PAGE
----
- Robbie McGrath – former Irish rugby international scrum-half and member of the 1982 Triple Crown winning team
- Freddie McLennan – former Irish rugby international
- Fionn Carr – Connacht Rugby player
- Geordan Murphy – former Leicester Tigers and Irish rugby player, part of the British and Irish Lions squad in 2005
- Tony Buckley – Munster Rugby and Irish rugby player
- Johne Murphy – Munster rugby player
- John O'Sullivan – former Connacht, Munster and current SU Agen rugby player
- Bernard Jackman – former Leinster and Ireland rugby player, currently coach of FC Grenoble in the French Top 14
- Tom Grace – Honorary Treasurer for the Irish Rugby Football Union (IRFU)
- James Connolly – professional rugby union player for Connacht Rugby
- James Tracy – UCD and Leinster Rugby front-row
- Sam Coghlan Murray – UCD and Nottingham RFC rugby player
- Jimmy O'Brien – Ireland national rugby sevens team player
- Jamie Heaslip – former Leinster Rugby and Ireland rugby player
- Dermot Weld – Ireland's most successful racehorse trainer
- Aubrey Brabazon – horse racing jockey and Cheltenham winner
- Louise Quinn – Irish women's senior international soccer player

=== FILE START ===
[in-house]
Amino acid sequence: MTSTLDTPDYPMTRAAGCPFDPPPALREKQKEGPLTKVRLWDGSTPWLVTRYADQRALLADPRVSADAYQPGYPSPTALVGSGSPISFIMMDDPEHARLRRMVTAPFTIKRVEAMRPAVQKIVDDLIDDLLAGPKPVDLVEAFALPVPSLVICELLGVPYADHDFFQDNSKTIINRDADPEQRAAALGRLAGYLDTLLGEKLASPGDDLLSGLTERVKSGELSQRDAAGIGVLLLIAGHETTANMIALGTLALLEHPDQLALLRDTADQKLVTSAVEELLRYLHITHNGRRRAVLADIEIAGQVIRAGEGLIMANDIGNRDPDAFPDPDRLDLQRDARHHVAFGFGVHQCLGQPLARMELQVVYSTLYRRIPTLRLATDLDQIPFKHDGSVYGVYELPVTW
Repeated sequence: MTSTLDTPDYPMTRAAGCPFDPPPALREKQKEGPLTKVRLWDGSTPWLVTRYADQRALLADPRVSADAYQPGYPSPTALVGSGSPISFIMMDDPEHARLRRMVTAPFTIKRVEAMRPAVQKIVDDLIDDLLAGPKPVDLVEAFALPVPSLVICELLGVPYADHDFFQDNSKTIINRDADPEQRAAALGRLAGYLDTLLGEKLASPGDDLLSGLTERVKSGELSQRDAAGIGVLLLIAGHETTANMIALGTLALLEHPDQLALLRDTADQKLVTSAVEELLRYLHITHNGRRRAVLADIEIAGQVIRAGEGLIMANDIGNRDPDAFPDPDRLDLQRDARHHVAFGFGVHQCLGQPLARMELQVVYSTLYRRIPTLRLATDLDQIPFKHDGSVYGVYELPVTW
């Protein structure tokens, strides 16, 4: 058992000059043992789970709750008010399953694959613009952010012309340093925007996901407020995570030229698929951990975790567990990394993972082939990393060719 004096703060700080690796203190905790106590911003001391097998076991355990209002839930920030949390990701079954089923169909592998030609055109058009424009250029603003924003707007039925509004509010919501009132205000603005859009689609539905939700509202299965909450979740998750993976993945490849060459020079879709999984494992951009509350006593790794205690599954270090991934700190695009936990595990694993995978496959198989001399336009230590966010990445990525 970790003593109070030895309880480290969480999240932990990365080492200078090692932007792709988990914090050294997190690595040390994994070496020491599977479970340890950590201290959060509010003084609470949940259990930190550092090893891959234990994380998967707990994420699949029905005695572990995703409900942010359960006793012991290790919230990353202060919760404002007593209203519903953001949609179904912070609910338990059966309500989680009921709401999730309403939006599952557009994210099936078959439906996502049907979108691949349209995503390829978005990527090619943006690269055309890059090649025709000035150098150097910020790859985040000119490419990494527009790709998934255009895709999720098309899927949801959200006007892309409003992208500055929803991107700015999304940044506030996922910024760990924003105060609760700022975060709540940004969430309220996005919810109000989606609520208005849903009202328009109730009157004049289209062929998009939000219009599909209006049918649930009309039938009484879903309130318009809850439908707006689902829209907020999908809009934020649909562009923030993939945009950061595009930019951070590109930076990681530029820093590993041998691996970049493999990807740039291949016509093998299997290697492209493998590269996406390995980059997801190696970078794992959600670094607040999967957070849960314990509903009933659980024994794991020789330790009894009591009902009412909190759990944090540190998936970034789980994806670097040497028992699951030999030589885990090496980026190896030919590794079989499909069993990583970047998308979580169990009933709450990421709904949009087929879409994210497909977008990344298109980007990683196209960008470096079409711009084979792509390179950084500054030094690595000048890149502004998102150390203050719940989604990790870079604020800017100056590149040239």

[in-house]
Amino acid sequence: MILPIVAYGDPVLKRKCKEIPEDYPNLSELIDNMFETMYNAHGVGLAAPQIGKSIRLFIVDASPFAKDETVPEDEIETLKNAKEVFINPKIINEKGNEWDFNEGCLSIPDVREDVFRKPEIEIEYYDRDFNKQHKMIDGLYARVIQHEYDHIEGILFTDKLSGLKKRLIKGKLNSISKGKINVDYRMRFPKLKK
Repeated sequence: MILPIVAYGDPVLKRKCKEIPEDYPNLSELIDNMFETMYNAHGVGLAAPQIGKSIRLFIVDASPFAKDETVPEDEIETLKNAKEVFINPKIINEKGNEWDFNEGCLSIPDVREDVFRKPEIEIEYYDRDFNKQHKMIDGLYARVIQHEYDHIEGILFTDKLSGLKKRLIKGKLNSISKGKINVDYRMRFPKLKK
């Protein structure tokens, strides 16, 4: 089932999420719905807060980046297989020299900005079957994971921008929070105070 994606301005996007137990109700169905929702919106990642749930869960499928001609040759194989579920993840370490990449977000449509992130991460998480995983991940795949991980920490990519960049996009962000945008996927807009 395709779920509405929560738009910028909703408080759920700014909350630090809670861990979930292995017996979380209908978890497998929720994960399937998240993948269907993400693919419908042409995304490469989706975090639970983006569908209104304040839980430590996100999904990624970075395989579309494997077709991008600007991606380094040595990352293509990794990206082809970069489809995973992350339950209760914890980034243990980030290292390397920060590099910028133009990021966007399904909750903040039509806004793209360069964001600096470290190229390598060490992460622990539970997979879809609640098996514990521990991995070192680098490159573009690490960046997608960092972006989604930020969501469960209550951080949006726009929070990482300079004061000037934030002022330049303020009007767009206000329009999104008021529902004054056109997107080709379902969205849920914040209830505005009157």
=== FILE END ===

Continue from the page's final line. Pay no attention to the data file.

- Helen Kearney - Paralympic Dressage Rider and has won 3 Paralympic medals between the 2012 London Paralympics and 2016 Rio Paralympics
- "School Community > Staff". Newbridge College. Retrieved 19 March 2016.
- Guyett-Nicholson, Roisin; O'Brien, Carl (29 May 2017). "Private school enrolments are on the rise as economy recovers". The Irish Times. Retrieved 29 May 2017.
- "About the College > History". Newbridge College. Retrieved 31 March 2016.
- "Minister for Education and Science to officially open new school extension". Newbridge College. 17 April 2008. Retrieved 31 March 2016.
- "The Dominican Vision of Education". Newbridge College. Retrieved 19 May 2016.
- "About the College". Newbridge College. Retrieved 19 March 2016.
- "Newbridge College tops list of feeder schools". Leinster Leader. 29 November 2012. Retrieved 19 March 2016.
- "Two Kildare Schools Sent All Their Leaving Cert Students On To Third Level Institutes In 2015". Kfm. 24 January 2016. Retrieved 19 March 2016.
- "Newbridge College and Clongowes top school list". Leinster Leader. 4 December 2013. Retrieved 19 March 2016.
- "Sunday Times annual School League Tables". schooldays.ie. Retrieved 19 March 2016.
- "Key facts". BT Young Scientist & Technology Exhibition. Retrieved 12 June 2016.
- Kennedy, John (10 January 2014). "Interview with the first-ever young scientist exhibition winner (video)". Silicon Republic. Retrieved 12 June 2016.
- "Admissions & Participation Policy & Procedures". Newbridge College. Retrieved 19 March 2016.
- "History of Newbridge College". Newbridge College. Retrieved 19 March 2016.
- O'Sullivan, John (18 May 2009). "Newbridge old boys schooled for success". The Irish Times. Retrieved 19 March 2016.
- "Triangular Competition". Newbridge College. Retrieved 16 December 2016.